The Rangely Weber Sands Unit in northwest Colorado is the state’s oldest and largest oil field. Since large-scale development began in the 1940s, it has produced nearly 1 billion barrels. Chevron began water-flooding in 1958, then injecting carbon dioxide (CO2) in 1981 to increase the total volume of recoverable crude oil, putting the field into the tertiary recovery phase.
The field has more than 900 wells in a sparsely populated, 40-square-mile valley near the small town of Rangely. “We go to Utah for groceries, Wyoming for fireworks, and you can guess what they come to Colorado for,” said Harry Stafford, senior automation analyst, Chevron.
Stafford co-presented the session, “Produced oil and water pump skids” with Mark Head, flow sales account manager, Emerson Automation Solutions, and Rich Hogan, flow account manager, Emerson Automation Solutions, this week at the Emerson Global Users Exchange in San Antonio.
“The pump infrastructure was built in the 1940s and refurbished every 20 to 30 years,” Stafford said. “It has a fairly archaic SCADA system, with high level, high pressure, and a callout—that’s it. There was no data on flow, level or pressure for the engineers.”
Along with getting more data, Chevron sought to reduce OPEX by reducing the equipment and the cost to operate it. The wells each had separation facilities gathered to one collection point, with a tariff on it. “This was also a Chevron facility but not ours, so the tariff was an incentive to do something else,” Stafford said.
The resulting project objectives were to reduce the counts of vessels, pumps and tanks in the field, simplify the controls and instrumentation, ease operation and maintenance, and reduce the gathering system pipelines.
“We eliminated the separation equipment at the pumps and replaced it with separation at the central facility,” Stafford said. “We cut the pump count in half, got rid of all the vessels except the new ones at the central facility, and reduced the custody transfer flowmeters from 75 turbines to two Coriolis meters.”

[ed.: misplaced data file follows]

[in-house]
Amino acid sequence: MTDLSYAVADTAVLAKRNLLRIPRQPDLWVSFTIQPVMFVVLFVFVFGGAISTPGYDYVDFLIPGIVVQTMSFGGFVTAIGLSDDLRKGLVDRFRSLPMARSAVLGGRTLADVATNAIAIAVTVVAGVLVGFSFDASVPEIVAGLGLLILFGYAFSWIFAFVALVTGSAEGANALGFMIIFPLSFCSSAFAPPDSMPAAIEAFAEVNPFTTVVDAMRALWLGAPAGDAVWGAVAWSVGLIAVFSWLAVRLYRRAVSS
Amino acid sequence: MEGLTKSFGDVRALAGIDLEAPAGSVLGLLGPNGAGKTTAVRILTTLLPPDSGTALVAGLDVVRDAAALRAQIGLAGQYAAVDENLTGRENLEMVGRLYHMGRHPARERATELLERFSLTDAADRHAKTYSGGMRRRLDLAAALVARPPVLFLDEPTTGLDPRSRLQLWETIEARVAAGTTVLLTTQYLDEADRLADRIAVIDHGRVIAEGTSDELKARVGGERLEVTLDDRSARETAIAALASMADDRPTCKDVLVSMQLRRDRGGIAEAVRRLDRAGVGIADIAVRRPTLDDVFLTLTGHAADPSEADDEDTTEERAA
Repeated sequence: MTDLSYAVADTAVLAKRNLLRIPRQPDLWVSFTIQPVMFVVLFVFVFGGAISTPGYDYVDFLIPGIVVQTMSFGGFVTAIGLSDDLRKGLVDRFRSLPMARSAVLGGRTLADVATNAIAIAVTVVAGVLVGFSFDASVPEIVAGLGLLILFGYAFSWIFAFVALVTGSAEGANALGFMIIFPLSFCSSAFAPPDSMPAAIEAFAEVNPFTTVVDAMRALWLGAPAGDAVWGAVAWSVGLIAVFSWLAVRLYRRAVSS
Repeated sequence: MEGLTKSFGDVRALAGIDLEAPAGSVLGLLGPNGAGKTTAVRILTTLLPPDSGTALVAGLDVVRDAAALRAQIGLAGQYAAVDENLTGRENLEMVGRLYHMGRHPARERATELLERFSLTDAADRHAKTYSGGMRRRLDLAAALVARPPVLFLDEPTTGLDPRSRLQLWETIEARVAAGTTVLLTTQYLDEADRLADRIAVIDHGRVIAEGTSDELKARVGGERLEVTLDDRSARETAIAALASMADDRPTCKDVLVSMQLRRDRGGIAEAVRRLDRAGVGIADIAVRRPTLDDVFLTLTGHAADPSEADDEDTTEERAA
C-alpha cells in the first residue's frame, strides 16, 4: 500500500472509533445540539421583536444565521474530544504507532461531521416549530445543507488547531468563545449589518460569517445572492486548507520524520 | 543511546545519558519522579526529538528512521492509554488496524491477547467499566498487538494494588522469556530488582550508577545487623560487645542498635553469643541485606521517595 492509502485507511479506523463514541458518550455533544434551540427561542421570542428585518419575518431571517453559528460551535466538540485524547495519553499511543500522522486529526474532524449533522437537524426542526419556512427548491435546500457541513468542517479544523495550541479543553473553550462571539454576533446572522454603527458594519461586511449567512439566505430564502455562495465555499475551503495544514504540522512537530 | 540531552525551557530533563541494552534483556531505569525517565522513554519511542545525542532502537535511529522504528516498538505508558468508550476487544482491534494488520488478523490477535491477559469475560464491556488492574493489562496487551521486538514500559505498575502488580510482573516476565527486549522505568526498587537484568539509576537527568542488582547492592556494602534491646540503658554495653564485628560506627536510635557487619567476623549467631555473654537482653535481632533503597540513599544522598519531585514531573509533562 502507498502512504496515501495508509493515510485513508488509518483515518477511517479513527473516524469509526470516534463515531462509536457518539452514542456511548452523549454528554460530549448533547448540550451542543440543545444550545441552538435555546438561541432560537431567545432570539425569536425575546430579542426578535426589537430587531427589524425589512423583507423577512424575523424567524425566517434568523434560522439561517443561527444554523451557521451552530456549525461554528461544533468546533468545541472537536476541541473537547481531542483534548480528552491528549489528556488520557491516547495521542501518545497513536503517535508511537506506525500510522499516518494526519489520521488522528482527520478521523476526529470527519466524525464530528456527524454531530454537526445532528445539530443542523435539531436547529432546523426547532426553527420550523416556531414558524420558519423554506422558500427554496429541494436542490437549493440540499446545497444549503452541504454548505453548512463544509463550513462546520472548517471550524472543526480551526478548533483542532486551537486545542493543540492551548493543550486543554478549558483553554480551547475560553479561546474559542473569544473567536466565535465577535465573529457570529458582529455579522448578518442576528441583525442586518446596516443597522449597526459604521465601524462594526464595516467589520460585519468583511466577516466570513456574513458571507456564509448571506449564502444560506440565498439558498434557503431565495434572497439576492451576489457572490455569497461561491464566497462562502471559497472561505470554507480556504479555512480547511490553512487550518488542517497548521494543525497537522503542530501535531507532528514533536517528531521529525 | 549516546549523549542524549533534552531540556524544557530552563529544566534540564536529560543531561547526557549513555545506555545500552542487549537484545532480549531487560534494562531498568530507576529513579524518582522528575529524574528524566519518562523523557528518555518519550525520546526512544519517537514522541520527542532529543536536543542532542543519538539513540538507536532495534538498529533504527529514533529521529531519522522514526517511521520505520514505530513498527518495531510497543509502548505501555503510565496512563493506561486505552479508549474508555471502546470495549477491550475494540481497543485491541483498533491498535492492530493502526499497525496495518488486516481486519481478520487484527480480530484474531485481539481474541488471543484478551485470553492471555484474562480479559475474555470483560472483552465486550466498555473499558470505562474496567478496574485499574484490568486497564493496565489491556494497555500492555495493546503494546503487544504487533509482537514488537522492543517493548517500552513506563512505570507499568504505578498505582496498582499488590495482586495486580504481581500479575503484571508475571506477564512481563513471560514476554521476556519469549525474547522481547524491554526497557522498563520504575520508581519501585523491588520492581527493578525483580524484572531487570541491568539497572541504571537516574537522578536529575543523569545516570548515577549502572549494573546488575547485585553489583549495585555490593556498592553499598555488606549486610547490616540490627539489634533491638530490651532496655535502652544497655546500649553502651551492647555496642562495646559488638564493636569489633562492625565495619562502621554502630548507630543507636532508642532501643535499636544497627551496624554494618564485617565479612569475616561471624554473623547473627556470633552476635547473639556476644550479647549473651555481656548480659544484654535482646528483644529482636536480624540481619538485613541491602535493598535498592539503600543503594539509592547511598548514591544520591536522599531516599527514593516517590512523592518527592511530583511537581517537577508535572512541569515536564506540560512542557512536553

Chevron also worked with Emerson to decide if turbine meters were still the best choice for measuring the unseparated flows from the individual wells, which are now mainly a combination of oil, water and CO2.
Looking at the typical flowmeter selection chart and focusing on accuracy, low maintenance, pressure drop, capital expenditures (CAPEX) and total cost of ownership, Chevron and Emerson decided to compare turbine flowmeters with magnetic, Coriolis and vortex flowmeters. The water cut is typically 95%, which, with entrained gas, was a problem for Coriolis mass flow measurement. “So, we decided to measure only volume flow,” Head said. “Since the varying amount of oil was a problem for the magmeters, a detailed comparison was made only between turbine and vortex meters.”
With varying CO2 content, the update rates on the turbine flowmeters was too slow, even when they were reconfigured to increase the interval from the standard four seconds to one second. Other drawbacks of turbine meters include reliability. “Almost everything is wetted, with much opportunity for damage,” said Head. “The internals are available for $500-600, but you have to come out and replace them. Meanwhile, the accuracy is reduced and you don’t know about it.”
Issues with vortex meters include abrupt cut-off at low flow, susceptibility to vibration and possible clogging or fouling around the shedder bar. Proper selection can eliminate the cut-off problem, filtering can negate vibration effects, and clocking the meter properly on installation—with the shedder bar across 3:00 and 9:00 positions—can minimize clogging or fouling of the shedder bar.
Vortex meter installations are also easy to engineer thanks to two-wire loop power, and flow rates that change over time can be readily accommodated by replacing the meter with a larger or smaller one, because the meter bodies with adapters have the same pipe flanges and face-to-face dimension.
“So, vortex meters won the business case,” Head said.
The well flow measurement applications range from 2,500 to 40,000 barrels per day with 3-in., 4-in. or 6-in. piping. A specific application’s range was matched by using a 2-in., 3-in., 4-in. or 6-in. meter body with suitable adapters.
Piping straight run requirements are nominally 35 diameters upstream, five diameters downstream. “Extensive lab test results have provided published K-factor adjustments, but we didn’t have any problems with 10 diameters upstream and five downstream,” Hogan said.
CAPEX for 54 vortex meters totaled $190,877, about $25,000 less than turbine meters. “No one expected that,” Hogan said.
Five-year operational expenditure (OPEX) projections for turbines, assuming three replacements per year at $2,600 each (no electronics) and eight rebuilds per year at $660 each (no labor), came to $65,400. Vortex, assuming one replacement every five years and no rebuilds, was $3,535.
Hogan added, “We’ve never replaced a meter but showed one every five years, just in case.”
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